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As a lucrative personal brand, Chew needs to set up its own personal board of directors, said Alleson Tate, certified financial planner and owner of Avère Wealth Management in Atlanta. Tate says people at Chew level need a good accountant, tax strategist, financial adviser and lawyer.

“These people will help her get organized, give her a solid strategic plan, help her minimize her tax liability, maximize the profitability of her business, and give her a solid foundation as she expands her empire to the television,” Tate said.

Here’s Tate’s other tip:

The great thing about being a content creator is that a big part of her lifestyle is radiation. The key is to keep good records. For example, if she is planning a photo shoot. Cameraman, videographer for behind-the-scenes content, location, meals on set and more are tax deductible. To track business expenses, consider apps like QuickBooks Where Spend.

Creating a spending and saving plan can be difficult, but there are plenty of great tools out there. By far the most popular app is mint. People can connect their bank accounts, credit cards, bills and other expenses to the platform. It is a data aggregation tool that will categorize each transaction such as clothes, restaurants, etc. Other applications to consider are YNAB, Every dollar, HoneyDueand Personal capital.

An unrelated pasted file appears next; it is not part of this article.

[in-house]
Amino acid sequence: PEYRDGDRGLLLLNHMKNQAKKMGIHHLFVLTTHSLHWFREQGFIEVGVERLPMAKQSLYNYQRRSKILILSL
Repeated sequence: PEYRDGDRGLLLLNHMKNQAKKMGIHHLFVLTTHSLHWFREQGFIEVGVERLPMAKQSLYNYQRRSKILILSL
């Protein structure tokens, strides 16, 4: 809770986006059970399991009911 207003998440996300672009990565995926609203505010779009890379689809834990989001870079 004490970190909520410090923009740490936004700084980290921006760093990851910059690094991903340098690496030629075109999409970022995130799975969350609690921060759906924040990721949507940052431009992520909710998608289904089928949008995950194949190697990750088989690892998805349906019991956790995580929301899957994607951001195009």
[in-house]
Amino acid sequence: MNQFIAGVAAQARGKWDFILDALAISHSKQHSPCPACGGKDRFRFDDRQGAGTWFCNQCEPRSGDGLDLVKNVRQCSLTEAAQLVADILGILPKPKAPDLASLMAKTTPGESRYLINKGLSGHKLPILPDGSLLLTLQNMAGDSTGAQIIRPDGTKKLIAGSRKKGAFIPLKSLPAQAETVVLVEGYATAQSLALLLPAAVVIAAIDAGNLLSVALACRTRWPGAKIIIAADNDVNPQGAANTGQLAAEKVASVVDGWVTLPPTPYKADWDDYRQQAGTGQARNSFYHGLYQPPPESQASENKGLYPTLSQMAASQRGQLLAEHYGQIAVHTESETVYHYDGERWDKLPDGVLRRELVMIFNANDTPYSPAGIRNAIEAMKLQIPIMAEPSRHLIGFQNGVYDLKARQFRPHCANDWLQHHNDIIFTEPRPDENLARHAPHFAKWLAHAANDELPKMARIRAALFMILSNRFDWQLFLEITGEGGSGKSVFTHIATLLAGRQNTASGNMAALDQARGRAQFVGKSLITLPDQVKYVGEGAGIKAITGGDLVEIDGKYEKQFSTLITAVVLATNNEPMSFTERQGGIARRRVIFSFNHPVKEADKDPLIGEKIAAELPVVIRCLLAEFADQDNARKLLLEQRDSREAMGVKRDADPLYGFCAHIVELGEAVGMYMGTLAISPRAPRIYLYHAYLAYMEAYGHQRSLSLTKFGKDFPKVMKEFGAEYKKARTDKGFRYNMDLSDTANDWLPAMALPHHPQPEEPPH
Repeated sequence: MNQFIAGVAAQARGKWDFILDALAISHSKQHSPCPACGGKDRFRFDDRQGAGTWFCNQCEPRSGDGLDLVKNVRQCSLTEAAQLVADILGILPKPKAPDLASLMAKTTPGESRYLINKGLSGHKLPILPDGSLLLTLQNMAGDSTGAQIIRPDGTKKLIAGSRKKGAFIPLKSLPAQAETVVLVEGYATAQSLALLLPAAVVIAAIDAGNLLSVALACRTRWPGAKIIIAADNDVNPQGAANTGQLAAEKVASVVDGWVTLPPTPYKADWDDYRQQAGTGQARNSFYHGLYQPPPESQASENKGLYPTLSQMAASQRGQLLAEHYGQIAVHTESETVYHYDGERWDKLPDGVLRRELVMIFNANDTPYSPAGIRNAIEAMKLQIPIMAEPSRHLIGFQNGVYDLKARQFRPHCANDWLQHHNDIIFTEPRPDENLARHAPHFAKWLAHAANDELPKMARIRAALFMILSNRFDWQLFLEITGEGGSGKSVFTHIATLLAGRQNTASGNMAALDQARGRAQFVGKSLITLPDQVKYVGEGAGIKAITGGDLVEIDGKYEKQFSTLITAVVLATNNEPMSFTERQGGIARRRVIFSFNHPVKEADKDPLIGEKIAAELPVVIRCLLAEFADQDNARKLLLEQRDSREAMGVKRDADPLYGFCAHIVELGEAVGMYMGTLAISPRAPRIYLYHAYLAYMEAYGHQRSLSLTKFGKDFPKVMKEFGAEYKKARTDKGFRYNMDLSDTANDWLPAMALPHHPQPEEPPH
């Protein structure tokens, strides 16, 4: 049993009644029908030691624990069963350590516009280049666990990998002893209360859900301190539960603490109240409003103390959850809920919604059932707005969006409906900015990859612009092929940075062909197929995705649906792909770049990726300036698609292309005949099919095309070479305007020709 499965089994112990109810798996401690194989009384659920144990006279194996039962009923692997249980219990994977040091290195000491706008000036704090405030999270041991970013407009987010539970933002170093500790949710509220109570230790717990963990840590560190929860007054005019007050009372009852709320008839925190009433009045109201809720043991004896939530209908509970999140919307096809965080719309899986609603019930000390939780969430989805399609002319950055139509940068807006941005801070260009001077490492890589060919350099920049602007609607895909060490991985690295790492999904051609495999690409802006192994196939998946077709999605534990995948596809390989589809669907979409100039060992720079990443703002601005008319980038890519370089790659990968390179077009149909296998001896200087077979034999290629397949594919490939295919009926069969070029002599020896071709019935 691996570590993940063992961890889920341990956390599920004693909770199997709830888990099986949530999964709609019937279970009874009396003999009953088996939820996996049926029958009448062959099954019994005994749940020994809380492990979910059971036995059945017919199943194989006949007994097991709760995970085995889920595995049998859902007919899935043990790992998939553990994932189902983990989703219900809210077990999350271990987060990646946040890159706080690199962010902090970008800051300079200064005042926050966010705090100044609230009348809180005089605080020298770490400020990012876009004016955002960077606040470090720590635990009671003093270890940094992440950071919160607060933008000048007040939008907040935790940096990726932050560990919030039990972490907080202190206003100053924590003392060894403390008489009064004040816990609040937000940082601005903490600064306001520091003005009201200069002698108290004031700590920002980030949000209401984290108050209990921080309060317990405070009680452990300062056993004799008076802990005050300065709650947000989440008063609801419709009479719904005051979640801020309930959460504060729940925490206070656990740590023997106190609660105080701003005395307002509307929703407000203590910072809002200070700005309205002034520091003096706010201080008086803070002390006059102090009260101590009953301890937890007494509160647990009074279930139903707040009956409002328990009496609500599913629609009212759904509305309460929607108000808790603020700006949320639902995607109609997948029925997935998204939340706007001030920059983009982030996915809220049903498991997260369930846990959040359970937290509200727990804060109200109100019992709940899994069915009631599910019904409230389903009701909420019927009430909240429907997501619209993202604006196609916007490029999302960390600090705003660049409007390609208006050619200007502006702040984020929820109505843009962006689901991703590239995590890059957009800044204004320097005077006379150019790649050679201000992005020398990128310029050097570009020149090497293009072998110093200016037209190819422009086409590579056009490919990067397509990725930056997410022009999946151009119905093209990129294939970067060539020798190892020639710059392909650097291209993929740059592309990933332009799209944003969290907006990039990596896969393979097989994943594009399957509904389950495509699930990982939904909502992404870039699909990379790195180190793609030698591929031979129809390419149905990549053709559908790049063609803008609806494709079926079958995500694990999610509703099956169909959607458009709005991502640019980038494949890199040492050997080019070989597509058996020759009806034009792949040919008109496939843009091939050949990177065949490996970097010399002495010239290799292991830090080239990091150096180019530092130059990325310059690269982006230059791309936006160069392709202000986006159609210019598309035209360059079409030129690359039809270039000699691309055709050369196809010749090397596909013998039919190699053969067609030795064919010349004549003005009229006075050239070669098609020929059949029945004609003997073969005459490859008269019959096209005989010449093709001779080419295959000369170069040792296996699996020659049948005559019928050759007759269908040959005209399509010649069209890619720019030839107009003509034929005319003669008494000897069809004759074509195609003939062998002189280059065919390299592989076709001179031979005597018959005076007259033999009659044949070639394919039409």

If she must eat out, consider alternatives such as meal delivery or home meal prep delivery services such as home cook, sun basket, Freshly, and others. The average price per meal is still cheaper than using Postmates or going to a restaurant. Chew should also consider preparing some food on the weekends or in her spare time, then putting the food in the freezer and taking it out throughout the week when she’s on the go.

If she is the primary breadwinner in the household, she should consider purchasing disability insurance. You’re more likely to become disabled than to die, and long-term disability insurance will protect it during those critical earning years. Although coverage can be expensive, age is on its side.

As a society, it must pay itself first. She might consider creating a SEP IRA. She can contribute 25% of her earnings up to a maximum of $61,000. She will receive a deduction for contributing to the SEP IRA, which reduces her taxable income.

If she regularly earns $200,000 a year, an LLC might not be best for her from a tax standpoint. In an LLC structure, you pay 15.3% self-employment taxes. Under the S-corp structure, she pays herself a salary. She is only responsible for the payroll that supports her salary and not the rest of her income. If she can consistently afford a $50,000 salary, she should consider an S corp.

Now, there are other considerations, such as the cost of filing an S-corp return that is separate from an LLC’s tax return that goes through its 1040. There are also additional administrative costs to take into account. She needs a good tax planner to determine the total potential savings by changing entity structure.

Natalie P. McNeal is the author of The Frugalista Files: How a Woman Got Out of Debt Without Giving Up the Fabulous Life